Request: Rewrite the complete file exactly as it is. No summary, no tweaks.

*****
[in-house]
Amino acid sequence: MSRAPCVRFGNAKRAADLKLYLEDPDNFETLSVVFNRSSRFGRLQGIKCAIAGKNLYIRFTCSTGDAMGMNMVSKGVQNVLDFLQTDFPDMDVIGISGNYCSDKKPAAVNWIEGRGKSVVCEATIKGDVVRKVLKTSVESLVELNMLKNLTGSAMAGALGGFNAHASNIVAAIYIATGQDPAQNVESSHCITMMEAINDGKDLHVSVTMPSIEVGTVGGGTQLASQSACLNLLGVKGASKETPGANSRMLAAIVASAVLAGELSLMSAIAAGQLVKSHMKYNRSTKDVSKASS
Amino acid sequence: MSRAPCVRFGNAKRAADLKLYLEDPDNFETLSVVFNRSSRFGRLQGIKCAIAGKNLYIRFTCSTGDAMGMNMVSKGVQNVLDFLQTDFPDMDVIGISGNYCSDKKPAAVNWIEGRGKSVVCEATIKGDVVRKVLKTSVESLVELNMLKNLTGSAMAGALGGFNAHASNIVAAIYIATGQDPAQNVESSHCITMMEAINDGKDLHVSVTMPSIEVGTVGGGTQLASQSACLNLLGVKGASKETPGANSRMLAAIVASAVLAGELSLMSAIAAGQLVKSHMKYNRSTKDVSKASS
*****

[in-house]
Amino acid sequence: MSRAPCVRFGNAKRAADLKLYLEDPDNFETLSVVFNRSSRFGRLQGIKCAIAGKNLYIRFTCSTGDAMGMNMVSKGVQNVLDFLQTDFPDMDVIGISGNYCSDKKPAAVNWIEGRGKSVVCEATIKGDVVRKVLKTSVESLVELNMLKNLTGSAMAGALGGFNAHASNIVAAIYIATGQDPAQNVESSHCITMMEAINDGKDLHVSVTMPSIEVGTVGGGTQLASQSACLNLLGVKGASKETPGANSRMLAAIVASAVLAGELSLMSAIAAGQLVKSHMKYNRSTKDVSKASS
Amino acid sequence: MSRAPCVRFGNAKRAADLKLYLEDPDNFETLSVVFNRSSRFGRLQGIKCAIAGKNLYIRFTCSTGDAMGMNMVSKGVQNVLDFLQTDFPDMDVIGISGNYCSDKKPAAVNWIEGRGKSVVCEATIKGDVVRKVLKTSVESLVELNMLKNLTGSAMAGALGGFNAHASNIVAAIYIATGQDPAQNVESSHCITMMEAINDGKDLHVSVTMPSIEVGTVGGGTQLASQSACLNLLGVKGASKETPGANSRMLAAIVASAVLAGELSLMSAIAAGQLVKSHMKYNRSTKDVSKASS